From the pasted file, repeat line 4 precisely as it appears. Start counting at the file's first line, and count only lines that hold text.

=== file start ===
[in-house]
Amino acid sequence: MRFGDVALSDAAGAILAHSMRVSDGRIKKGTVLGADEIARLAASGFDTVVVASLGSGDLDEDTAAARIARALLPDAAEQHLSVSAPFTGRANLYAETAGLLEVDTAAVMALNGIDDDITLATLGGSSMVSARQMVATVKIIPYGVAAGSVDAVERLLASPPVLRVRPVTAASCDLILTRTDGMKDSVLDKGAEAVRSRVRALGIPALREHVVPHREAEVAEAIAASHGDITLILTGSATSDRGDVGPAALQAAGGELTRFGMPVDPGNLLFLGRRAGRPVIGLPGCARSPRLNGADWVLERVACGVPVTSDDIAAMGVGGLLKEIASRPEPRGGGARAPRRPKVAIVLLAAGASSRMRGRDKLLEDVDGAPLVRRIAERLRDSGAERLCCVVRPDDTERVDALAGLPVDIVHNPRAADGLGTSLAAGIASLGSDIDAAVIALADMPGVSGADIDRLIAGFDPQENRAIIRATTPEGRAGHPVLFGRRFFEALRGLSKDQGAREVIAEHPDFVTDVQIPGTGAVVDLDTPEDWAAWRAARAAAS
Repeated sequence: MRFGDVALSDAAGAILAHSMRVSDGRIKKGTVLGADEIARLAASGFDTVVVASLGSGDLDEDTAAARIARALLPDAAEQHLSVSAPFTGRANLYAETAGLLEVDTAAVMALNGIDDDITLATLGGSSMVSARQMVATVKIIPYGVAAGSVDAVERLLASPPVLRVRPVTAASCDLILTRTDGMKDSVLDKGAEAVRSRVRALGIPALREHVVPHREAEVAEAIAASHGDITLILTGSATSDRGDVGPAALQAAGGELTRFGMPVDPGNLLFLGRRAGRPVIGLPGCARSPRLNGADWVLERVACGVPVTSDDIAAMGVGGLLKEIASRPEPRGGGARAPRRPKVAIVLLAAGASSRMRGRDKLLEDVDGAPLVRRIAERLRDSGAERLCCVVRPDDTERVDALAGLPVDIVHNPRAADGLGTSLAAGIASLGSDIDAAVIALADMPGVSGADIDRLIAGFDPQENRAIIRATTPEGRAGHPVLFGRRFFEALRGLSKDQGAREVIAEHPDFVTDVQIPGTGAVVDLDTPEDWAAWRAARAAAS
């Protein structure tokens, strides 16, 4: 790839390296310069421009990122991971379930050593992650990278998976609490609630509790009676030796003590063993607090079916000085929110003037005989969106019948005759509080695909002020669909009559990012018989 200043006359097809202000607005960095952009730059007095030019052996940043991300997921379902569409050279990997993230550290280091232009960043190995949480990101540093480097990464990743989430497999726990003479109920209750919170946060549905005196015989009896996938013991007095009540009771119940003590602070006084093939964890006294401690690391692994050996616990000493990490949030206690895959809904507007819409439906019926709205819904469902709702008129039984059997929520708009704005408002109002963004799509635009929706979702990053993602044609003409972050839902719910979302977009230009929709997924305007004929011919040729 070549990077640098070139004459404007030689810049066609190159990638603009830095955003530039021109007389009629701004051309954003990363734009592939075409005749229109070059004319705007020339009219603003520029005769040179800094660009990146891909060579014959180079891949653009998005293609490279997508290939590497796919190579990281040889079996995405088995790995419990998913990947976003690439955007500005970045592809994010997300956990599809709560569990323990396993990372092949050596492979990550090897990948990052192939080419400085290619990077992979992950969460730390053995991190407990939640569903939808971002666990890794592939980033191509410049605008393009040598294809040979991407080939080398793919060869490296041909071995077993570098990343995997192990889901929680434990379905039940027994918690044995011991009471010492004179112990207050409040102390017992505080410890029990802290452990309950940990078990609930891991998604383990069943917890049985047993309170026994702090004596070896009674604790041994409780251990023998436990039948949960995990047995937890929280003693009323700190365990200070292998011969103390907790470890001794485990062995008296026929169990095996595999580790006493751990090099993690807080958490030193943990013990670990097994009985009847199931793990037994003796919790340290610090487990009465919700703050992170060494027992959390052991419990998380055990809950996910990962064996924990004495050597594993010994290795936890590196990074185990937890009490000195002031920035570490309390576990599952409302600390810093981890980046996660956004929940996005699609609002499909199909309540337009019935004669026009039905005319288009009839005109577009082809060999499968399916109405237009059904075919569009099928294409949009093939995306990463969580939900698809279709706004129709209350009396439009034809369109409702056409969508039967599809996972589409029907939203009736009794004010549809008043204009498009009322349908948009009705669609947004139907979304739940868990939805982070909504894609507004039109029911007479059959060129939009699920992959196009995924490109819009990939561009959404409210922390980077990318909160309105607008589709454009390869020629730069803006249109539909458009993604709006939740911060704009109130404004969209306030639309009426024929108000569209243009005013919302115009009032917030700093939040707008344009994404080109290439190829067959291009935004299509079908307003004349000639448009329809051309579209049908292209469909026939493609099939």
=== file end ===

């Protein structure tokens, strides 16, 4: 790839390296310069421009990122991971379930050593992650990278998976609490609630509790009676030796003590063993607090079916000085929110003037005989969106019948005759509080695909002020669909009559990012018989 200043006359097809202000607005960095952009730059007095030019052996940043991300997921379902569409050279990997993230550290280091232009960043190995949480990101540093480097990464990743989430497999726990003479109920209750919170946060549905005196015989009896996938013991007095009540009771119940003590602070006084093939964890006294401690690391692994050996616990000493990490949030206690895959809904507007819409439906019926709205819904469902709702008129039984059997929520708009704005408002109002963004799509635009929706979702990053993602044609003409972050839902719910979302977009230009929709997924305007004929011919040729 070549990077640098070139004459404007030689810049066609190159990638603009830095955003530039021109007389009629701004051309954003990363734009592939075409005749229109070059004319705007020339009219603003520029005769040179800094660009990146891909060579014959180079891949653009998005293609490279997508290939590497796919190579990281040889079996995405088995790995419990998913990947976003690439955007500005970045592809994010997300956990599809709560569990323990396993990372092949050596492979990550090897990948990052192939080419400085290619990077992979992950969460730390053995991190407990939640569903939808971002666990890794592939980033191509410049605008393009040598294809040979991407080939080398793919060869490296041909071995077993570098990343995997192990889901929680434990379905039940027994918690044995011991009471010492004179112990207050409040102390017992505080410890029990802290452990309950940990078990609930891991998604383990069943917890049985047993309170026994702090004596070896009674604790041994409780251990023998436990039948949960995990047995937890929280003693009323700190365990200070292998011969103390907790470890001794485990062995008296026929169990095996595999580790006493751990090099993690807080958490030193943990013990670990097994009985009847199931793990037994003796919790340290610090487990009465919700703050992170060494027992959390052991419990998380055990809950996910990962064996924990004495050597594993010994290795936890590196990074185990937890009490000195002031920035570490309390576990599952409302600390810093981890980046996660956004929940996005699609609002499909199909309540337009019935004669026009039905005319288009009839005109577009082809060999499968399916109405237009059904075919569009099928294409949009093939995306990463969580939900698809279709706004129709209350009396439009034809369109409702056409969508039967599809996972589409029907939203009736009794004010549809008043204009498009009322349908948009009705669609947004139907979304739940868990939805982070909504894609507004039109029911007479059959060129939009699920992959196009995924490109819009990939561009959404409210922390980077990318909160309105607008589709454009390869020629730069803006249109539909458009993604709006939740911060704009109130404004969209306030639309009426024929108000569209243009005013919302115009009032917030700093939040707008344009994404080109290439190829067959291009935004299509079908307003004349000639448009329809051309579209049908292209469909026939493609099939």